Small environmental firms with good products and services are proving tempting targets for larger companies in that universe intent on expansion.
Up for grabs increasingly are small and mid-sized firms in alternative energy, water treatment and waste management, especially those with a focus on Europe and North America, according to Impax Asset Management, sub-advisor to the Pax World Global Green Fund.
And some acquirers, sitting on piles of cash, are paying rich valuations to acquire firms in these sectors -- sometimes at 30% to 50% premiums and even higher, Impax says.
Investors only stand to benefit. Down markets with many stock prices depressed are typically a good time for such acquisitions, said Ian Simm, CEO of Impax, based in England. Simm believes green M&A activity will continue. “These markets are growing pretty rapidly,” said Simm. “Our analysis suggests they’re growing, on average, at double-digit rates per annum.”
Nearly 1,500 companies are active in green markets around the world and quoted on stock exchanges. Of these, approximately 600 are large caps and 900 are small- and mid-caps, Simm said.
“The smaller companies quite often have very compelling products and services suited to these markets,” he said, “and become very attractive targets for larger companies looking to expand their operations.”
“The rationale for the acquisitions is that larger companies can offer international distribution for products and services that need to be sold in one country or region. Quite often there are synergies and cost savings, which partly explains why the acquisitions are conducted at a premium to the immediate share price.”
For example, he cited a recent transaction involving Schneider Electric, based in France, a global specialist in energy management with $26 billion in sales and operations in more than 100 countries, including the U.S., and Telvent Git SA.
Schneider recently purchased Telvent, an IT solutions and business information services provider with a footprint in Spain and the U.S., serving various sustainability markets. That $1.4 billion deal took place at a 36% premium to the average share price over three months last summer, Simm noted.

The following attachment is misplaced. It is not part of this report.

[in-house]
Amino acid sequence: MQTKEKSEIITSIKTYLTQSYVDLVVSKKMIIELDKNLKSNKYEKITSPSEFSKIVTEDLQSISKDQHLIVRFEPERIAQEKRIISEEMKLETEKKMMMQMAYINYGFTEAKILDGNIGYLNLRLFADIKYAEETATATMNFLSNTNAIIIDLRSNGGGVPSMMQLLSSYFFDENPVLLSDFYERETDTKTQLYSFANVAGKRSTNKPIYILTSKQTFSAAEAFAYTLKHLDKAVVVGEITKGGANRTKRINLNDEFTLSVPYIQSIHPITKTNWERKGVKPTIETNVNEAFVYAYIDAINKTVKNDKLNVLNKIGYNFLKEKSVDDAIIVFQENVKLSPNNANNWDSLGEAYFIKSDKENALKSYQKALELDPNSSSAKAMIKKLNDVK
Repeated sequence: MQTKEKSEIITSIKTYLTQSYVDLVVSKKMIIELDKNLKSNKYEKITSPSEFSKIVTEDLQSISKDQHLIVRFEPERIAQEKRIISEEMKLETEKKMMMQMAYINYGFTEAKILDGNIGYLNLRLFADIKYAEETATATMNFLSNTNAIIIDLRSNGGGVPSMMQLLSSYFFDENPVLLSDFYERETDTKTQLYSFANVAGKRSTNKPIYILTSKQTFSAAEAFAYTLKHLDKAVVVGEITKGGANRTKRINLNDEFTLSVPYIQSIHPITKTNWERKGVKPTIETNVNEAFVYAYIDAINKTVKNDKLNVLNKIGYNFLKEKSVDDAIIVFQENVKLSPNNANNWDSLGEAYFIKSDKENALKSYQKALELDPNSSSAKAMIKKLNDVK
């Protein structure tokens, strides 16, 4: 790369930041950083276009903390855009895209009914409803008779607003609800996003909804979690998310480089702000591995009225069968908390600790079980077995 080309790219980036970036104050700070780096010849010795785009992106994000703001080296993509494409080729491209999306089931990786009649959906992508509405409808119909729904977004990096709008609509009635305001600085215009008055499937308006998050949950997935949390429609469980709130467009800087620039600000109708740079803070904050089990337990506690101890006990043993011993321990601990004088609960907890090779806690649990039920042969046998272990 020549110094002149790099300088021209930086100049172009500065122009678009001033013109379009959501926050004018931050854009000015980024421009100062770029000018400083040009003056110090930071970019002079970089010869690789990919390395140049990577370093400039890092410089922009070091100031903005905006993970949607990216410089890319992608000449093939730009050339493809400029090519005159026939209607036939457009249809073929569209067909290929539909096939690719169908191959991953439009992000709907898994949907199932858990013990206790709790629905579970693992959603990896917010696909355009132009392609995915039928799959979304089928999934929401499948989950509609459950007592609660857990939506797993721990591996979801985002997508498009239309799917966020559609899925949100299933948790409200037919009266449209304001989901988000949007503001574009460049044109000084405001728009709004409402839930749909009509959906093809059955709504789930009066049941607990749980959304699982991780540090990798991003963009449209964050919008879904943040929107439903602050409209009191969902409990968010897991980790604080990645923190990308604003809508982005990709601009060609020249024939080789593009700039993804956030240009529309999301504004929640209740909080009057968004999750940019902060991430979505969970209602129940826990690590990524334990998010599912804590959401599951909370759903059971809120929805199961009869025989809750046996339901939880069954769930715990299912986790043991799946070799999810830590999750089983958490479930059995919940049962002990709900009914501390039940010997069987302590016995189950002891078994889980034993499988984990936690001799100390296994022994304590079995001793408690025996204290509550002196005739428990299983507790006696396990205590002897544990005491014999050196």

Another transaction involved Nalco Holding, a water treatment company in St. Paul, Minn., acquired by Ecolab, based in Naperville, Ill. The $5.4-billion cash and stock deal was conducted at a 34% premium to Nalco’s share price at the time.
Impax has pursued a bottoms-up, company-by-company approach in managing the Pax World Global Green Fund since its 2008 inception. The fund, which has $36 million in assets, invests primarily in equity securities. Around 40% of its net assets are in non-U.S. issues.
Impax is free to invest across all sectors within green markets worldwide. The advantage of active fund management in such a diverse market, said Simm, is that Impax can orient or right the portfolio in those areas that have lower risks and better growth prospects.
In 1971, Pax World was the first U.S. mutual fund company to apply social screens in a sustainable investment approach.
Simm sees good prospects ahead for the green sector. It is likely to benefit, he said, from high fossil-fuel prices, and from investments around the world to improve the quality of water supplies.